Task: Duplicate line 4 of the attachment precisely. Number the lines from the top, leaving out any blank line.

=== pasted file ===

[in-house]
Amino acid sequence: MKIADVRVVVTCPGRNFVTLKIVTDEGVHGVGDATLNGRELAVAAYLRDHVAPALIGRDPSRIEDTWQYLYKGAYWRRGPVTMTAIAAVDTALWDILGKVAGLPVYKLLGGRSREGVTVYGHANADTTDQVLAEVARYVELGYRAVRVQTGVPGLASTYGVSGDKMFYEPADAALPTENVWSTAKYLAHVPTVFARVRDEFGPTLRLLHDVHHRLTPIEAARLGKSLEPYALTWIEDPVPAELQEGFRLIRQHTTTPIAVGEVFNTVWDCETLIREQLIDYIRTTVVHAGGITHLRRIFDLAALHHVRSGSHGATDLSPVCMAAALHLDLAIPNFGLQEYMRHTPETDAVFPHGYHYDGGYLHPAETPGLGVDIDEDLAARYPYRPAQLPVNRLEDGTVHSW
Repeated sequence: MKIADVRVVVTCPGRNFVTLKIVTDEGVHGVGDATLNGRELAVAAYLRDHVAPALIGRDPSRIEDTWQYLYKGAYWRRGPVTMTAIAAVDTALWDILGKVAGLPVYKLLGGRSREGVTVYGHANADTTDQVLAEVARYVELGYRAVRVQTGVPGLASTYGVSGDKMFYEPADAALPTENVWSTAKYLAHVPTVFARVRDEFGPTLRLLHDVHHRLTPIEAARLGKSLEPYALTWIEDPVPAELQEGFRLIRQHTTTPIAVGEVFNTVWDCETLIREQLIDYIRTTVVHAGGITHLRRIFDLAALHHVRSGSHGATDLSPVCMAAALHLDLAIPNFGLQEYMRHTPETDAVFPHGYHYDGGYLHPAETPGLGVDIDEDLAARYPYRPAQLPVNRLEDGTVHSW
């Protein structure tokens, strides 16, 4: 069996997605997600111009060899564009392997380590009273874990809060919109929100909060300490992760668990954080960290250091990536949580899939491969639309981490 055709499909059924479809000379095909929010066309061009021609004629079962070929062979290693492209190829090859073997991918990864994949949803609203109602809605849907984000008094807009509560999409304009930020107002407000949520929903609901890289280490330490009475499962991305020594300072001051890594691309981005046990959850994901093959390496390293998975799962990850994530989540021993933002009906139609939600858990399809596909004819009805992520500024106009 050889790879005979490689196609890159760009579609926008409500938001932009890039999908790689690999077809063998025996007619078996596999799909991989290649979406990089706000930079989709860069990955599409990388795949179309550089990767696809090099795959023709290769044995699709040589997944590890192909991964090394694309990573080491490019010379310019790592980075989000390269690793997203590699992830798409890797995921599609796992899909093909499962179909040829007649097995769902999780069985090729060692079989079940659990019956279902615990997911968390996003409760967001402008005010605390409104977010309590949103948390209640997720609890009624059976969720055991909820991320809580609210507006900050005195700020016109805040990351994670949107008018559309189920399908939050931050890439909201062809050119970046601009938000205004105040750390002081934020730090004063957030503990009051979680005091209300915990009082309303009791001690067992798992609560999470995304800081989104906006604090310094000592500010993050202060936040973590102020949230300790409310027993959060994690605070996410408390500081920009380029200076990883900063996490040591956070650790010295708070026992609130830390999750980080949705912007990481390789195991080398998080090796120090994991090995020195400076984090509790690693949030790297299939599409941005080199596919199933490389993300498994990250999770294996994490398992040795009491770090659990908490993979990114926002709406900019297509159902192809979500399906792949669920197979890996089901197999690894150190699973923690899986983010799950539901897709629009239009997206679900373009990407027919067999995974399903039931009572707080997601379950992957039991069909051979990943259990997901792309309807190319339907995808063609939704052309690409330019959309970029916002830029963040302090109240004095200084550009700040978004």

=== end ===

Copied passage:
């Protein structure tokens, strides 16, 4: 069996997605997600111009060899564009392997380590009273874990809060919109929100909060300490992760668990954080960290250091990536949580899939491969639309981490 055709499909059924479809000379095909929010066309061009021609004629079962070929062979290693492209190829090859073997991918990864994949949803609203109602809605849907984000008094807009509560999409304009930020107002407000949520929903609901890289280490330490009475499962991305020594300072001051890594691309981005046990959850994901093959390496390293998975799962990850994530989540021993933002009906139609939600858990399809596909004819009805992520500024106009 050889790879005979490689196609890159760009579609926008409500938001932009890039999908790689690999077809063998025996007619078996596999799909991989290649979406990089706000930079989709860069990955599409990388795949179309550089990767696809090099795959023709290769044995699709040589997944590890192909991964090394694309990573080491490019010379310019790592980075989000390269690793997203590699992830798409890797995921599609796992899909093909499962179909040829007649097995769902999780069985090729060692079989079940659990019956279902615990997911968390996003409760967001402008005010605390409104977010309590949103948390209640997720609890009624059976969720055991909820991320809580609210507006900050005195700020016109805040990351994670949107008018559309189920399908939050931050890439909201062809050119970046601009938000205004105040750390002081934020730090004063957030503990009051979680005091209300915990009082309303009791001690067992798992609560999470995304800081989104906006604090310094000592500010993050202060936040973590102020949230300790409310027993959060994690605070996410408390500081920009380029200076990883900063996490040591956070650790010295708070026992609130830390999750980080949705912007990481390789195991080398998080090796120090994991090995020195400076984090509790690693949030790297299939599409941005080199596919199933490389993300498994990250999770294996994490398992040795009491770090659990908490993979990114926002709406900019297509159902192809979500399906792949669920197979890996089901197999690894150190699973923690899986983010799950539901897709629009239009997206679900373009990407027919067999995974399903039931009572707080997601379950992957039991069909051979990943259990997901792309309807190319339907995808063609939704052309690409330019959309970029916002830029963040302090109240004095200084550009700040978004």